READING: Pinker, Stephen. 1994. The Language Instinct. How the mind creates language. New York NY: Morrow [Chapter 12], pp. 370-403

12
The Language Mavens
(in: Steven Pinker, 1995, The Language Instinct - How the Mind Creates Language, HarperPerennial)


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Imagine that you are watching a nature documentary. The video shows the usual gorgeous footage of animals in their natural habitats. But the voiceover reports some troubling facts. Dolphins do not execute their swimming strokes properly. White-crowned sparrows carelessly debase their calls. Chickadees' nests are incorrectly constructed, pandas hold bamboo in the wrong paw, the song of the humpback whale contains several well-known errors, and monkeys' cries have been in a state of chaos and degeneration for hundreds of years. Your reaction would probably be, What on earth could itmean for the song of the humpback whale to contain an "error"? Isn't the song of the humpback whale whatever the humpback whale decides to sing? Who is this announcer, anyway?

But for human language, most people think that the same pronouncements not only are meaningful but are cause for alarm. Johnny can't construct a grammatical sentence. As educational standards decline and pop culture disseminates the inarticulate ravings and unintelligible patois of surfers, jocks, and valley girls, we are turning into a nation of functional illiterates: misusing hopefully, confusing lie and lay, treating data as a singular noun, letting our participles dangle. English itself will steadily decay unless we get back to basics and start to respect our language again.

To a linguist or psycholinguist, of course, language is like the song of the humpback whale. The way to determine whether a construction is "grammatical" is to find people who speak the language and ask them. So when people are accused of speaking "ungrammatically" in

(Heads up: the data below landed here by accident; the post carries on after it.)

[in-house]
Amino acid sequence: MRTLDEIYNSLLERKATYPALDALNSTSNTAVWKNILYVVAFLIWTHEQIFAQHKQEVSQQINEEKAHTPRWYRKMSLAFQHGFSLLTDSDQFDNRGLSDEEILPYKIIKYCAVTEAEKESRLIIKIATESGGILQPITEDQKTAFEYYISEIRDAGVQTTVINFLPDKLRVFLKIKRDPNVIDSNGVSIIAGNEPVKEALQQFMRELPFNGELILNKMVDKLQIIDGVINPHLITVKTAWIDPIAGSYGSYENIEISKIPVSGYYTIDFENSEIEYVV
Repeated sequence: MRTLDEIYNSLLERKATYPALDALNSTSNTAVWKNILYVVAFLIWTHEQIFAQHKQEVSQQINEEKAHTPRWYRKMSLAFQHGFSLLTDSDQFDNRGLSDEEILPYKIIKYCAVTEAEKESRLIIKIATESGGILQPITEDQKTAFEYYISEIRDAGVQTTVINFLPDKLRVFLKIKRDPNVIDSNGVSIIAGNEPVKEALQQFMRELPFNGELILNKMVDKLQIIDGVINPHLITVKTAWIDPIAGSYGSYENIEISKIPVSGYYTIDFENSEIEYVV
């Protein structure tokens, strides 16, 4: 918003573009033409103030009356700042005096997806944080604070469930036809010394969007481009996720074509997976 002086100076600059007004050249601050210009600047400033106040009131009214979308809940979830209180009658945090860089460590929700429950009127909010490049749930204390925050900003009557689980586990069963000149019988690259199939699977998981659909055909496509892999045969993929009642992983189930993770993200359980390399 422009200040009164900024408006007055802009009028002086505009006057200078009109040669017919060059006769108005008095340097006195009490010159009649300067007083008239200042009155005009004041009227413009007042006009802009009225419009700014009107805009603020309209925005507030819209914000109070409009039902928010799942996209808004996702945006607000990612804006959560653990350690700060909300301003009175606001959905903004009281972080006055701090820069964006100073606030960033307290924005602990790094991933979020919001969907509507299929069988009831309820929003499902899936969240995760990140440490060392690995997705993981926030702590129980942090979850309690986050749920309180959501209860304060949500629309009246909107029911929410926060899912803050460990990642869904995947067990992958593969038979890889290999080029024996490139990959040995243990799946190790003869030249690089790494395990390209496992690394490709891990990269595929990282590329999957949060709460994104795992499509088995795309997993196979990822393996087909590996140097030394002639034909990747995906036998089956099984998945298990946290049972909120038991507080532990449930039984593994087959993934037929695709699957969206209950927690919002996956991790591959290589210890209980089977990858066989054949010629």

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their own language, or of consistently violating a "rule," there must be some different sense of "grammatical" and "rule" in the air. In fact, the pervasive belief that people do not know their own language is a nuisance in doing linguistic research. A linguist's question to an informant about some form in his or her speech (say, whether the person uses sneaked or snuck) is often lobbed back with the ingenuous counterquestion "Gee, I better not take a chance; which is correct?"

In this chapter I had better resolve this contradiction for you. Recall columnist Erma Bombeck, incredulous at the very idea of a grammar gene because her husband taught thirty-seven high school students who thought that "bummer" was a sentence. You, too, might be wondering: if language is as instinctive as spinning a web, if every three-year-old is a grammatical genius, if the design of syntax is coded in our DNA and wired into our brains, why is the English language in such a mess? Why does the average American sound like a gibbering fool every time he opens his mouth or puts pen to paper?

The contradiction begins in the fact that the words "rule," "grammatical," and "ungrammatical" have very different meanings to a scientist and to a layperson. The rules people learn (or, more likely, fail to learn) in school are called prescriptive rules, prescribing how one "ought" to talk. Scientists studying language propose descriptive rules, describing how people do talk. They are completely different things, and there is a good reason that scientists focus on descriptive rules.